B. Schlanker-The Press Democrat
As reported by Kerry Cavanaugh in the Los Angeles Times, "On Wednesday, a key committee signed off on Senate Bill 50 — San Francisco Sen. Scott Wiener’s bill to allow denser, taller housing around transit and in communities with lots of jobs. As part of the negotiations, Wiener agreed to merge his proposal with Senate Bill 4 by Sen. Mike McGuire (D-Healdsburg) and the result includes one very big change: Single-family houses could be converted to four-unit buildings, by right, anywhere in the state."
Our Senator, Mike McGuire, played the key role in moving this legislation forward. McGuire, who ran on protecting local government control of zoning and planning, cut a deal with Senator Scott Wiener, in order to promote his own career and self importance, by capitulating to Wiener's demands to outlaw single family zoning throughout the state, with only minor exceptions. Senator McGuire was in the position to be a game changer, to push back and move forward with real solutions that really produce affordable housing. He had leverage, but he wasted it. It's not a victory when a less bad rule is adopted. Bad precedents lead to more bad laws.
The latest version of proposed Senate Bill 50, now throws Marin cities under the bus, albeit to a lesser extent than larger cities, which are required to permit much larger development by right. However, I would argue that the impacts on small-scaled Marin neighborhoods, with our narrow streets, scant parking, and maxed out infrastructure and schools will be just as large.
If this bill becomes law, this means that anyone can buy the house next to yours and "renovate" it (a term that is undefined) to become a four story, four-plex, multifamily unit without any consideration for parking, local zoning restrictions, and there's nothing you or your city council can do about it.
What this amounts to is rezoning and city planning by private developers and moneyed interests, your city, its taxpayers and approved General Plans and decades of growth planning be damned.
What this will logically equate to when developers run the numbers will be luxury housing "conversions" that max out every possible size restriction, and provide one so-called "affordable unit" - which will legally qualify for someone making 150% of median income (over $150,000 per year in Marin). Think luxury cars and SUVs clogging your street and upper floor windows looking down into you once private yards without any trees or landscaping buffers.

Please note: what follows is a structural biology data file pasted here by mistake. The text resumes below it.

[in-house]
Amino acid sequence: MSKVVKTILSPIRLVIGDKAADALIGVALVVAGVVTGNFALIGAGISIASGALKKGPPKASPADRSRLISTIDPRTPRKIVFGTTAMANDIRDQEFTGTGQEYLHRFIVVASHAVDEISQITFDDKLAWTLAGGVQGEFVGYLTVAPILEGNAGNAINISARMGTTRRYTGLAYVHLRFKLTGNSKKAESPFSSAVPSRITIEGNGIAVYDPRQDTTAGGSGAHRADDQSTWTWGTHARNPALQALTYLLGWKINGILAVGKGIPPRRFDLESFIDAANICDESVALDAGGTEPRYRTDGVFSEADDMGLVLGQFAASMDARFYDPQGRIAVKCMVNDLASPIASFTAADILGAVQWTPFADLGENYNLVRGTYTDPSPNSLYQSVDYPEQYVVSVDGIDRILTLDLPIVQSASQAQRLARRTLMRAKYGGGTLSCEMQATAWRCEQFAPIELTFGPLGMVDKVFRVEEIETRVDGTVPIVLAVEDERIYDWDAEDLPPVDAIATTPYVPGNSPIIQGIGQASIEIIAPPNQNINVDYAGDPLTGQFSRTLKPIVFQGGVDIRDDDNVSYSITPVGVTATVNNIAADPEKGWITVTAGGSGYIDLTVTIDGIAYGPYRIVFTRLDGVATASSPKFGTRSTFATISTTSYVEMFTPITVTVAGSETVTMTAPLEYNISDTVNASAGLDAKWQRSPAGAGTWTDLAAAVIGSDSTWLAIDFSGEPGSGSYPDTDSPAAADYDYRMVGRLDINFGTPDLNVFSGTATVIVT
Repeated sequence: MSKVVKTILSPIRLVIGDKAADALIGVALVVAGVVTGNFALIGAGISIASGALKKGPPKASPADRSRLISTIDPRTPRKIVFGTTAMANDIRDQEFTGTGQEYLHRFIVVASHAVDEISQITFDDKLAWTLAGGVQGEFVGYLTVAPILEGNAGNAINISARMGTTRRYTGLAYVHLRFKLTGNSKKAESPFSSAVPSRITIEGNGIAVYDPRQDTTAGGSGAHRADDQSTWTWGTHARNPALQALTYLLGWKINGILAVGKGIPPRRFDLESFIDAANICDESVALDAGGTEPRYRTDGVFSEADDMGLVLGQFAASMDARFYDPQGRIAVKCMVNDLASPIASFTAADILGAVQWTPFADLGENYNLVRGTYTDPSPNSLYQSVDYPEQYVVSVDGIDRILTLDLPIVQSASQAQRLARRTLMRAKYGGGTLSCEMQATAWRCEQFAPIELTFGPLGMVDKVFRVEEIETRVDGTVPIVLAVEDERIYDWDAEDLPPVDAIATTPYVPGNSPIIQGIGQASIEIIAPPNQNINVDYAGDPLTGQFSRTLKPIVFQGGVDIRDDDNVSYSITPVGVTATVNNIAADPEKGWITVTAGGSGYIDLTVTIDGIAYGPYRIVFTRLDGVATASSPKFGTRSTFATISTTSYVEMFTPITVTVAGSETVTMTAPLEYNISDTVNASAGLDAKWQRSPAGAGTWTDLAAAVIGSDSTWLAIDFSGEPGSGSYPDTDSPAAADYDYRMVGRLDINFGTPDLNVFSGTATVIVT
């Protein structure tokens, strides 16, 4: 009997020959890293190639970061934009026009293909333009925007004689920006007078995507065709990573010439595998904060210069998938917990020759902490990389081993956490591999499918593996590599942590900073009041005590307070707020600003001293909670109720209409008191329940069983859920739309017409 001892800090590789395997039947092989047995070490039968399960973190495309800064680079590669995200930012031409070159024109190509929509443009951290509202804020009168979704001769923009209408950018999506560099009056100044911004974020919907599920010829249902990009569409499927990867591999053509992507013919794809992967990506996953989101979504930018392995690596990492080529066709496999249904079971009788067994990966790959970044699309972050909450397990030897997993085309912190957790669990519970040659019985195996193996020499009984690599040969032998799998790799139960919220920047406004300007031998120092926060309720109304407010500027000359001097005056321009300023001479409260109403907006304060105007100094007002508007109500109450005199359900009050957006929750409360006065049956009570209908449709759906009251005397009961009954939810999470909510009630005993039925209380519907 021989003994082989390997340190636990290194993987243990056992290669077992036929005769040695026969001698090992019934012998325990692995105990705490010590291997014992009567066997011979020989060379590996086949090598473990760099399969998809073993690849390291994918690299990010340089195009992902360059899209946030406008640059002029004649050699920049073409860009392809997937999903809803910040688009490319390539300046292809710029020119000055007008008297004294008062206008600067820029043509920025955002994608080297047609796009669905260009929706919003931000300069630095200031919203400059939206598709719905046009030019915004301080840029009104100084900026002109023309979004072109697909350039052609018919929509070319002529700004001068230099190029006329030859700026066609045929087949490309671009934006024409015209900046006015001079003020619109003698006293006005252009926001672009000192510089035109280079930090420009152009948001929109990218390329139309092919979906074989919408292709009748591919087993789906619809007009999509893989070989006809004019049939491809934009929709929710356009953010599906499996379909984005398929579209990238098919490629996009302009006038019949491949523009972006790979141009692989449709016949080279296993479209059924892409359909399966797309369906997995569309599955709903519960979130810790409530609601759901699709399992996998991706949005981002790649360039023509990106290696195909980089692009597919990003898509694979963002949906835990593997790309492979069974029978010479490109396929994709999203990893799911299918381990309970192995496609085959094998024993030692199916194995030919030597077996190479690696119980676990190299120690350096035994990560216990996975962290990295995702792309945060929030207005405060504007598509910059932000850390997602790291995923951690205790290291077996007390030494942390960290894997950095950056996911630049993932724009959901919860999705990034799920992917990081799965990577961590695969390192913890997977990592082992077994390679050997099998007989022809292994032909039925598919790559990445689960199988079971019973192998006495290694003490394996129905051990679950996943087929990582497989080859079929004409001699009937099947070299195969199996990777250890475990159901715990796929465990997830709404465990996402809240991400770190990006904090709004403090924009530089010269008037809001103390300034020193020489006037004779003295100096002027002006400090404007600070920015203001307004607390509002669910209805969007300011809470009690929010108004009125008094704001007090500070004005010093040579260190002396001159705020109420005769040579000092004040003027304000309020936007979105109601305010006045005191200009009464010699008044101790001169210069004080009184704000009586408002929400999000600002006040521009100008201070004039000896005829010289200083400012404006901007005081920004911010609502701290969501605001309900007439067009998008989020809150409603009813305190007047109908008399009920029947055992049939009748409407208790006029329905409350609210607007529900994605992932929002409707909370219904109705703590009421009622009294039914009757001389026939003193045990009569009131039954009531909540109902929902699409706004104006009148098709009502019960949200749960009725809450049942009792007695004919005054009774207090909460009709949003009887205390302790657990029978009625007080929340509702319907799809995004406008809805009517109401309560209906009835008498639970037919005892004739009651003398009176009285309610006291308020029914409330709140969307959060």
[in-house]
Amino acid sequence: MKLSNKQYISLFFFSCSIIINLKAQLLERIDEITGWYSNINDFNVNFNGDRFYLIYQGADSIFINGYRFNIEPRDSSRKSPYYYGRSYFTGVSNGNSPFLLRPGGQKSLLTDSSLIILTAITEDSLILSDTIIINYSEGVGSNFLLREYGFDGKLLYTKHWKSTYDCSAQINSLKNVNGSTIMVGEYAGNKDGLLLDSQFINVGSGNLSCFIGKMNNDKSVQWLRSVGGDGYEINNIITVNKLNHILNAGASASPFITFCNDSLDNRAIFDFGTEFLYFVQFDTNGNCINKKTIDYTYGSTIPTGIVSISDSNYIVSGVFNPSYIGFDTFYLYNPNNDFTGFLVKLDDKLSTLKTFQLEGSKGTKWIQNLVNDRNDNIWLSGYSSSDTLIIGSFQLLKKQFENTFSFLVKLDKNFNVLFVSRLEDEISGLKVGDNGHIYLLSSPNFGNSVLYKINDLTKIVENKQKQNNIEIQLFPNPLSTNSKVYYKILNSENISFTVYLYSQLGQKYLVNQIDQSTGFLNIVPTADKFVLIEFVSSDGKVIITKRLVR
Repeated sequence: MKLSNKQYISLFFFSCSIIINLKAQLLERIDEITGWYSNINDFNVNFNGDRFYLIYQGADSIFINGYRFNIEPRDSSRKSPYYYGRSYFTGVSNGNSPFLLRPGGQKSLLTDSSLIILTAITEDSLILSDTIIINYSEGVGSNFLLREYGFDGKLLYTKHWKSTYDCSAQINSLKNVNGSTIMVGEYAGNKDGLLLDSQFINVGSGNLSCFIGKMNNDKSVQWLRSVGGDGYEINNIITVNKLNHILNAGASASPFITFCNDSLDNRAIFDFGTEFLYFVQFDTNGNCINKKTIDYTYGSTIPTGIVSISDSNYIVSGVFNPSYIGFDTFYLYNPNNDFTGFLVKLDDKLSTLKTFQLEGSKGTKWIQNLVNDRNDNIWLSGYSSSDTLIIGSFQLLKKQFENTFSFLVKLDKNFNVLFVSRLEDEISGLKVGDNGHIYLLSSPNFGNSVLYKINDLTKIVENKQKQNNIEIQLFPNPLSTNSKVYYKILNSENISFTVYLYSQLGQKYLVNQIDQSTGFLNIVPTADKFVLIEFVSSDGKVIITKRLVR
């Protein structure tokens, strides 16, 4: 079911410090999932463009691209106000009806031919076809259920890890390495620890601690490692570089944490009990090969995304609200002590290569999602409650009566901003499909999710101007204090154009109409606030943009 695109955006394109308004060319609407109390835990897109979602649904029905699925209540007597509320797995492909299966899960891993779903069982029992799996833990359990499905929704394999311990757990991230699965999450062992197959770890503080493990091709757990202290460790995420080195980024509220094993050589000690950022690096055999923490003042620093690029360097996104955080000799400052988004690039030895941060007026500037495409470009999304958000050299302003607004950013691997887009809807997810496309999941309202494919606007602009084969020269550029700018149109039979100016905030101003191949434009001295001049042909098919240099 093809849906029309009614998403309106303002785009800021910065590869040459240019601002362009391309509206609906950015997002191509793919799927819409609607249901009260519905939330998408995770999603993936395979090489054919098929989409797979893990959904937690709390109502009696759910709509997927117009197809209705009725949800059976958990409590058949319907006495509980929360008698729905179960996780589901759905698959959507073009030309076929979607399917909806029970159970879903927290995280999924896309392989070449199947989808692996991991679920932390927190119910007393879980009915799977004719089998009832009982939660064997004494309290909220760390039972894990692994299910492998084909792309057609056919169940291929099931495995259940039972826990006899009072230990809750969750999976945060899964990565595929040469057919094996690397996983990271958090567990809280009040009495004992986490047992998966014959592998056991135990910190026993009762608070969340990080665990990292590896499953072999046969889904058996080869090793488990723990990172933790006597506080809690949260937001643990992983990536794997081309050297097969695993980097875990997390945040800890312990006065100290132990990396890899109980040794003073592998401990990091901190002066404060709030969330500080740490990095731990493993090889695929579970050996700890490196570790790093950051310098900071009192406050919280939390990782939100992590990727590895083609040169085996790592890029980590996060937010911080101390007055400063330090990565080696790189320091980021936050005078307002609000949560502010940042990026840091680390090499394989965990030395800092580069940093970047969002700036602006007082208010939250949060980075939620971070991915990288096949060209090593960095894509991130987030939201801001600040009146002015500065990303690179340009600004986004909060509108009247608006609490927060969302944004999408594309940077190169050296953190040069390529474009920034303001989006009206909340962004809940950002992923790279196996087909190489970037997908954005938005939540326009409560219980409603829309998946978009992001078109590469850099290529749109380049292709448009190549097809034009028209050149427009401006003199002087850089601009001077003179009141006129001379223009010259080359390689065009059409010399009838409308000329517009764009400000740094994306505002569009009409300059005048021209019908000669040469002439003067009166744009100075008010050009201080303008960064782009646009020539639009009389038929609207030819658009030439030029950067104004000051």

It remains questionable if this law can be passed without simultaneously amending the California State Constitution, which emphasizes the sovereignty of a city's General Plan. But, McGuire and his new best friend, Scott Wiener, apparently could care less about violating the State Constitution. As I've been saying for a while now, our single-party-state progressives are basically the polar opposite of Trump, but with the same self-satisfied arrogance and disregard to the law and time-honored conventions.
According to reporting in the LA Times, in testimony before the Senate Governance and Finance Committee, "David Reyes, planning director for the city of Pasadena, said that cities often spend significant time trying to engage residents before allowing large-scale changes to zoning, a process that wouldn’t happen under SB 50."
“What cities will do in response to a bill like this is sue the state,” Reyes said. “What cities will do is have chaos with respect to the democratic process.”
Senator Mike McGuire declared that his full support of Wiener was a victory, apparently unconcerned about such sentiments or legal challenges, and with an aplomb that is out of touch with his constituents.
On the Constitutional question, Senator McGuire apparently adheres to the old saying in the real estate business that says, "I guess we'll burn that bridge when we come to it."
The tragedy, of course, is that none of this will lead to creating any of the truly affordable housing that people really need. This is just another wasted opportunity to do something that works. Progressive "trickle down" theories are no better than far right trickle down theories. Neither work. The greater flaw in all this is that zoning in the suburbs like Marin is not the problem.
In 2015, the City of Mill Valley rezoned most of Miller Avenue and significant portions of other parts of the City to allow commercial and residential, multifamily mixed-use development as a conditional use. Using the same analytical techniques in the 2007 study, this essentially tripled the zoned capacity for multifamily housing in the City. Today, we have zoning in place for hundreds of new multifamily units.
So how much of this available zoning has been utilized in Mill Valley for affordable housing development?
The answer is that 95 percent of all the mixed-use multifamily housing sites identified in the 2007 analysis and rezoned for mixed-use in 2015, remain undeveloped. Worse, no new projects have even applied for or are currently being proposed. If lack of zoning is the problem, how is this outcome possible?
The answer is that the challenge is not lack of opportunity to build affordable housing, but a lack of financial incentives to do so in a market where construction costs are now the highest in the world (for reasons that have nothing to do with zoning). So, that is what we have to be focusing on, providing sufficient financial incentives to build affordable housing, not wreaking havoc on our fundamental property rights and local government powers.